The Fledging of Kiku


On March 5, 1994, Kiwani and Kaya were observed beginning to work on the inside of their 24-in. long eucalyptus log - the 4 in. thick "tunnel" was mounted horizontally outside their cage with an entrance through the wire. The 6 ft. cage was attached into the limbs of a tree some 15 ft. off the ground (see KIWANI Part I, WATCHBIRD June '95).

At this time the pair of Sun Conures' daily schedule included one or two regular free flights totaling half hour to three hours duration. One cup of course bark and rotten wood was introduced into the nesting log as dry eucalyptus can be quite hard and we chose to give the Suns a head start in creating padding within the cavity. They had been sleeping in it for roughly two months when breeding season commenced.

For over a week, the two Suns, predominantly the female Kaya, worked on the prospective nest site. Shortly after this activity began, their normal day's free flight time was curtailed at their own choosing. Even their favorite activity of feeding on twig, leaf and plum buds in the nearby treetops interested them little.

On March 12, Kiwani and Kaya were seen copulating on a thin swaying branch 30 feet up in the plum tree. Mating activity increased within and without their cage the ensuing week. March 19, Kaya laid her first egg of the clutch; eggs two, three and four were laid thereafter at 36 to 48 hour intervals. Kaya began sitting with the third egg laid on March 23.

Kiwani's guard in and about the cage increased with his hen in the box. He would still take brief daily flights outside in the woods but seldom stayed abroad more than five minutes. The majority of his time was spent in just sitting! This is a common occurrence with male parrots whose hen is sitting in a captive breeding situation where plenty of food is immediately at hand. It is difficult to get the male to exercise and work off excess energy. On April 4 when I climbed up and opened the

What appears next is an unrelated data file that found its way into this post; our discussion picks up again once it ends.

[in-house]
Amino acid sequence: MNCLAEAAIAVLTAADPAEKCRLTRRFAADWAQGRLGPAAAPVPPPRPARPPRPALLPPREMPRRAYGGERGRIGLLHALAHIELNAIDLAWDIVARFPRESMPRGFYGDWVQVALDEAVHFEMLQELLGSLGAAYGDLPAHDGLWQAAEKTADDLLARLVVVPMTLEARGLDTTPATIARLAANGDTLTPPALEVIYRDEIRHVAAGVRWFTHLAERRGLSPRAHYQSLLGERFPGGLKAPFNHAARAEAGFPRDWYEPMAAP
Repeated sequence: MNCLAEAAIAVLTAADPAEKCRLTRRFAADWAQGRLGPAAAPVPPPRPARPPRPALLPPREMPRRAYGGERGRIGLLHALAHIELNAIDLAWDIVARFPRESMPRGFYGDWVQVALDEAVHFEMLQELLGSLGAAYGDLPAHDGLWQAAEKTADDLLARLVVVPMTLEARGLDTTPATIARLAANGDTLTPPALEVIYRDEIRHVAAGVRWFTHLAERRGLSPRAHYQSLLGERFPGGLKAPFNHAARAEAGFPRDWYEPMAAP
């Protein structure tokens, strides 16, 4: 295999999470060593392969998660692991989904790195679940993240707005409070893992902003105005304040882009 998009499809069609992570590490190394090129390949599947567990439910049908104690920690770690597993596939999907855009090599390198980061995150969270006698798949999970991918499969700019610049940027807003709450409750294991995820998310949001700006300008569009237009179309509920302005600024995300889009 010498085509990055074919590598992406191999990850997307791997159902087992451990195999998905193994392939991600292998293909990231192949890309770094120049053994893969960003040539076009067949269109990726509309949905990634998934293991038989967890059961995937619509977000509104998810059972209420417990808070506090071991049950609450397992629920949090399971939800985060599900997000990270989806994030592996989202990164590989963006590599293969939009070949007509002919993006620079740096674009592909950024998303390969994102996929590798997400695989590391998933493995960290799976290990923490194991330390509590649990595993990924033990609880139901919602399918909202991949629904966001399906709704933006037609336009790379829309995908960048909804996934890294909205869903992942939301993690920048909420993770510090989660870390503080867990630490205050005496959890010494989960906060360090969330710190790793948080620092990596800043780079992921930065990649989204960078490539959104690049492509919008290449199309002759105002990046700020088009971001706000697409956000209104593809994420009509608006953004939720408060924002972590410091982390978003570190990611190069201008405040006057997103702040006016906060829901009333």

cage door, Kiwani flew over and bit me!

Kaya was not seen out of the log, nor would she take a flight during the first critical 14 days of embryo incubation. All her nourishment was received inside the log from regurgitation by the cock. She could occasionally be seen at the opening to the log for early morning defecation. The third week she would come out to sample afternoon seed feeding, but never had the inclination to leave the cage for a flight with her mate.

On April 12, Kiwani would not come out to fly and was exceedingly aggressive. At this point we left the cage locked as Kaya was due in about eight days. She was seen "belly-bathing" during the last week of incubation - immersing her chest and lower abdomen in the large water dish and returning to the nest with wetted feathers to resume incubation. Obviously this hand-raised Sun hen knew that added humidity in the nest chamber was necessary just prior to the hatching process - a factor which has led us to recommend large bath bowls in cages, particularly during nesting cycles.